Overall, the game was a success. I had a good time, and from what I could tell my two players enjoyed themselves, there was some good banter between the players and also the NPCs.

Anyway, here are some thoughts.

Setting: I loved running a game in Other London. The setting was originally created by my good friend Jon Freeman (and Jon was one of my players this time around). Back when he created it (in the late 90s I think) it probably would have been considered unusual, but these days London-based urban fantasies are everywhere. Anyway I really enjoyed playing in Other London and creating my own, slightly weird urban fantasy.

Jon tells me that he found it interesting seeing my take on characters he had created (I reused some that I had encountered previously), and he was kind enough not to criticise me for doing it wrong.

(And I’ve only just realised that I put a green witch into Greenwich. That pleases me.)

My one-page introduction to Other London Desk 17.

Pregens: My players seemed to like the pre-generated characters that I’d created. I designed the pregens so that the players could tailor them to suit (partly inspired by these). My experience is that allowing the players to tailor the characters gives them more ownership than they might otherwise have.

The only problem is that the players chose neither of the two combat-facing characters, and I knew that there was combat coming up. (I prepared the scenario assuming that I would have four players, giving them five characters to choose from there would always be one fighter.) It wasn’t a huge problem, as I just dialled down the difficulty of their opponents.

My pre-gens are here - my players chose Gunn and Ironwood.

Timing: It wasn’t a real test of the scenario, but it took too long to play. We completed it in four sessions. Each of our online sessions is two hours long (I’m strict about finishing on time as we play on a school night), and in that two hours there’s a bit of chatter and catching up, so we didn’t play for eight solid hours. Probably more like 6-7.

Most convention games are fairly linear, and as an occult investigation I’d planned a clue trail and various scenes. However, to hide its linearity I'd thought out some alternative routes and some optional scenes. The players didn’t need to visit every scene, but because I was happy to let them go where they wanted to, they did end up in a couple of scenes I would have skipped if we'd been at a convention.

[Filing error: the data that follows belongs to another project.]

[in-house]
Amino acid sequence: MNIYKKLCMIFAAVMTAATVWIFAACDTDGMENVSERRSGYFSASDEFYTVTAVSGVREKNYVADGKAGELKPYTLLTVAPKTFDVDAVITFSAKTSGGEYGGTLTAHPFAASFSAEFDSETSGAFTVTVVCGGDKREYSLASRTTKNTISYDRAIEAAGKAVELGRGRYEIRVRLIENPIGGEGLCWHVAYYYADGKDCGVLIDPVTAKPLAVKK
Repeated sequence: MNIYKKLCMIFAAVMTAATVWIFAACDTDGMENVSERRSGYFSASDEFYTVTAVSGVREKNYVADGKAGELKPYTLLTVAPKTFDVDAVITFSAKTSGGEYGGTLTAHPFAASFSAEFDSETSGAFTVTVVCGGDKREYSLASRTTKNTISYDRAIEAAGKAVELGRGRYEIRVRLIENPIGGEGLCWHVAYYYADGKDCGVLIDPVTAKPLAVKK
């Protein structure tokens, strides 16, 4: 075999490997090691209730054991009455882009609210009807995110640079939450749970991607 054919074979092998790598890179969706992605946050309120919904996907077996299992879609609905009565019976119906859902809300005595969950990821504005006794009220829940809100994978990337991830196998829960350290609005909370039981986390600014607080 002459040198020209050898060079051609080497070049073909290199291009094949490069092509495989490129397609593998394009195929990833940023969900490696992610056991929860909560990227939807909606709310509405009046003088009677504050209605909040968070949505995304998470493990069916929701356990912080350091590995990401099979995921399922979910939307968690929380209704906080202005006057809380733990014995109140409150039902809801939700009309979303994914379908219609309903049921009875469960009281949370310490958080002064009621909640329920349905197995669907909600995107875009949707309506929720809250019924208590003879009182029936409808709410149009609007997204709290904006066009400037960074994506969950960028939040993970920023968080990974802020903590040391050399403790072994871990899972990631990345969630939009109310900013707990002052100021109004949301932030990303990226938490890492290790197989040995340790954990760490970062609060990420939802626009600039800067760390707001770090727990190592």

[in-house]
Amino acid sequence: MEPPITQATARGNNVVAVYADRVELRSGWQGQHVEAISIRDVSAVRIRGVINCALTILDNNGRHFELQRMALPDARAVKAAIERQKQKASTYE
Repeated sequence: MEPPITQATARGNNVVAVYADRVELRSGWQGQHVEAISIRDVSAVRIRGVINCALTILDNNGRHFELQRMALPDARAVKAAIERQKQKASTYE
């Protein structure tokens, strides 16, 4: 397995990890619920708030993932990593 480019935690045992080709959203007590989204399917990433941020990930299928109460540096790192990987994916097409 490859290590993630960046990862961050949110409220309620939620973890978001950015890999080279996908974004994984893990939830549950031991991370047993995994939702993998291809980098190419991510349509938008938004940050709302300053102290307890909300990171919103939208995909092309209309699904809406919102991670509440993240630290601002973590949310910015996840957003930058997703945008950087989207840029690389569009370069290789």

Overall, we ended up running nine scenes (with two combats). I think I could drop three scenes easily - but balanced against will be having more players. Will more players make the scenario run quicker or slower? I don’t know and I need to test.

One thing I can do is plan out how long I expect the scenes to take, and try and keep to schedule. I’ve never done that as a GM, so that will be interesting to try.

Fate Accelerated: I like the simplicity of Fate Accelerated, but even having played it a fair bit I still  struggle with approaches. I’m finding it hard to unlearn skills.

The other challenge I have with Fate is that I often forget to use my GM’s Fate tokens. I need to get better at that. I should probably give myself a rule to use them as soon as I can in a scene, rather than save them and end up not using them.

Having watched the recent Tabletop Fate Core episode, I’ve discovered that I don’t play Fate the same way as I tend to keep the system in the background. But I don’t think that matters, and I subscribe to Risus’ most important rule: there’s no wrong way to play.

Online Play: I don’t know if this is normal, but every time I’ve played online we’ve typically had 3-4 drop outs each session, where one player has to log back in. It doesn’t seem to matter which system we’re using (we’ve used Skype, Google hangouts, Facebook messenger).

But other than that, online play has been ideal, particularly when we’re located in different parts of the country. (But it will never replace face-to-face play…)

What next for The Bone Swallower? I need to run it again, probably at GoPlayLeeds. And if that works then I will run it at Furnace or Continuum or both. And at some point I will make it available in some format or other.

What next for Other London? We enjoyed The Bone Swallower so much that we’ve already started on the next case: Murder of a Templar.

Thursday, 25 May 2017

Hunting Hitlers Nukes

I have just finished listening to Hunting Hitler's Nukes: The Secret Mission to Sabotage Hitler's Deadliest Weapon, Damien Lewis' gripping account of the SOE operations to destroy the Norwegian Heavy Water plant during WW2.